CHAP. V. Univerſal Conformity of Devotion, as to words and Sylla­bles, no good End. Impoſing Forms of Prayer no rea­ſonable, juſt or ſufficient Means to prevent Hereſies, or to cure the Lazineſs or Inſufficiency of the Church, proved by Reaſon and by Experience.

I. IT cannot but be confeſſed, that it is a noble end for any Church to aim at, to take care, that the people may have the truths of God aſſerted to them; and not through the ignorance or lazineſs, or perverſeneſs of its Miniſters, be ſerved with an Husk in ſtead of bread, or a Scorpion in ſtead of a Fiſh. This end is approveable both from the Word of God, and the light of all Chriſtian Reaſon. But that there ſhould be an Oneneſs in the devotion of people, as to Letters and Syllables, and Phraſes, and Forms of Sentences, is an end ſo little, and low and inſignificant in it ſelf, that we cannot ex­pect it ſhould be juſtified from Scripture, which indeed ſaith not a word to that purpoſe.

II. And although the prevention of Errors & Hereſies, & the poyſon­ing of people with them, as alſo the prevention of the miſchief ariſing to the Church from ignorant and lazy, or erroneous Preachers or Mi­nisters, be (as I ſaid before) a noble end, and well worthy of the Churches care, yet before we can allow the ſame honour to the impoſing of Lyturgies and ſtinted Forms of Prayer, as means in or­der to thoſe ends, we muſt both enquire, whether they be lawful means; and alſo, 2. Whether they be ſuch as Reaſon will evince, or experience hath proved effectual to the obtaining thoſe ends, and that 3. Without bringing upon the Church a miſchief every way as great, as what they are pretended to deliver us from.

III. That when Chriſt himſelf appointed no ſtated Forms of pub­lick Devotion for his Church, to the uſe of which, and no other they ſhould be tied; nor his Apoſtles, though guided by an infal­lible Spirit; nor the Purer Church for ſome hundred years after, it ſhould remain yet lawful for the Church, not content to repreſs and prevent Errors and Hereſies, by ſuch waies and means as the28 Apoſtles uſed, but by this new device, to endeavour it, may be juſtly a queſtion to all ſober Chriſtians.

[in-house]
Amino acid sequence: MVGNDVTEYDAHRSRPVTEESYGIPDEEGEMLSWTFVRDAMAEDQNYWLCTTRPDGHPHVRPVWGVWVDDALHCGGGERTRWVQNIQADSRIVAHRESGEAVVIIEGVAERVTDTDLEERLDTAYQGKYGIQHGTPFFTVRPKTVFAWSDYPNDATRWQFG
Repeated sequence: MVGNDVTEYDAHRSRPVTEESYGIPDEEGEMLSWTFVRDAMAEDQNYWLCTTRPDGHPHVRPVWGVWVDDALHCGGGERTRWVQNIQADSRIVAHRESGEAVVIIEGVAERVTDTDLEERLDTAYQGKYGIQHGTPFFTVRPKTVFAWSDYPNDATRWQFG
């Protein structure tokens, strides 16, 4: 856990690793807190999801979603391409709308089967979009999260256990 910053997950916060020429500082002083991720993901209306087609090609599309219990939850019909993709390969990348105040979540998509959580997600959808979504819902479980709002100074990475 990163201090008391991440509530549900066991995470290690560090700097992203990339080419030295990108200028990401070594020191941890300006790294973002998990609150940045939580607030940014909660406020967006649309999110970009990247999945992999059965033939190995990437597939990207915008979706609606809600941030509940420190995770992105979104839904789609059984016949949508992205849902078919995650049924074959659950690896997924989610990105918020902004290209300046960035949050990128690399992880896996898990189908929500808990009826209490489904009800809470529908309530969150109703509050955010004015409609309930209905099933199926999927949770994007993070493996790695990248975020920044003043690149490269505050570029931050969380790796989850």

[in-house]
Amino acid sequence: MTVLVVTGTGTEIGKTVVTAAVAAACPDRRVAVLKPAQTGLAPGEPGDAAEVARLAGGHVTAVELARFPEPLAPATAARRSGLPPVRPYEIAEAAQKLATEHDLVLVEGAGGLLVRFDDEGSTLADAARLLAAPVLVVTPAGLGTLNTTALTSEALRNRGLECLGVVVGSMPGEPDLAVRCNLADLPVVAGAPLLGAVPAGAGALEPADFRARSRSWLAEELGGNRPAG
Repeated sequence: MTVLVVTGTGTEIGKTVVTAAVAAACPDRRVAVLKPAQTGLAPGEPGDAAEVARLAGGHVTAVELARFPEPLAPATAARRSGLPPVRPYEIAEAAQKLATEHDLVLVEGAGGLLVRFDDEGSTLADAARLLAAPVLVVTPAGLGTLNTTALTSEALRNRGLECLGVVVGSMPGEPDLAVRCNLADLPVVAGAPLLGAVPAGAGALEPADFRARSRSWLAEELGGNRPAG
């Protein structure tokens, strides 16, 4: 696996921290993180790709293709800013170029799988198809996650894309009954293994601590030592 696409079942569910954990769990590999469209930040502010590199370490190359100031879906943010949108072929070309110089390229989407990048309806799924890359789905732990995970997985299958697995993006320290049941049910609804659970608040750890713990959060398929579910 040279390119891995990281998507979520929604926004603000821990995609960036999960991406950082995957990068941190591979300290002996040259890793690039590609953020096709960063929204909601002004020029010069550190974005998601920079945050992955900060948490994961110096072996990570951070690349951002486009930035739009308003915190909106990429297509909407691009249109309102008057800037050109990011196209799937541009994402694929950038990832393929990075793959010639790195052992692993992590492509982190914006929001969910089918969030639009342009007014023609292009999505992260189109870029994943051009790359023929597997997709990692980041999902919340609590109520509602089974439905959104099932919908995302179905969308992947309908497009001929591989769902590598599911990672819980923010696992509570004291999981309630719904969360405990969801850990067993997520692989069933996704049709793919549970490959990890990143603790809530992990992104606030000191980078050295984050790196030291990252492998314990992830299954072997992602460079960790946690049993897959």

IV. Eſpecially conſidering, that as a liberty in coming to the Throne of Grace, and asking there whatſoever we will (provided it be conſonant to the Will of God, and begged in the Name of Chriſt) is one of the great priviledges purchaſed by Chriſt for his Church; ſo the Spirit of Grace and Supplication is eminently and frequently promiſed for their aſſiſtance, and that not only to teach them how to pray, but what to pray for, Rom. 8.26. Nor is this promiſed only to the Prelates in a Church, but to every individual Chriſtian; and the gift of Prayer, whence flows mens abilities to expreſs themſelves by words and phraſes, is one of the moſt excel­lent gifts which we are bound to cover, and to improve. All which being conſidered, it is far from being clear, that the reſtrain­ing of Chriſtians, eſpecially of Miniſters in the exerciſe of the no­ble gift of Prayer in the publick Aſſemblies of the Church, is a lawful means in order to any end, it looking like that quenching of the Spi­rit, which is forbidden to all men by the Apoſtle, 1 Theſ. 5.19. and choaking the coveting of the beſt gifts, which is commanded all Chri­ſtians, 1 Cor. 14.1. For to what purpoſe ſhould thoſe Talents be deſired, which man hath authority to command to be laid up in a Napkin? Nay which had far better be laid up in a Napkin, than uſed, if the Doctrine of ſome be true, concerning the tranſcendent excellency of Forms of Prayer, above what are conceived by Mini­ſters, according to the gift of God beſtowed upon them.

V. Beſides, it may be worthy of enquiry, whether it be poſſi­ble, or at leaſt ordinary with men to read any Prayer, with that fixed and conſtant intention of mind and fervency of ſpirit (the two neceſſary requiſites of Prayer) as they may ſpeak unto God from the dictate of their own hearts, while their ſouls are more abſtra­cted from created Objects, than they can poſſibly be, while it is a great piece of their work to look upon their Books, to ſee what to ſay next: For what ſome pretend, that the diverſion is greater in conceived Prayer, by the employment of the mind in prompting the tongue what it ſhould ſay next; beſides that this is a ſpiritual employment of the mind within it ſelf, neither doth it require any ſuch ſtudy, where the heart is right with God, and ſo acquainted with the Word and Promiſes of God, as every reaſonable Mini­ſter ought to be.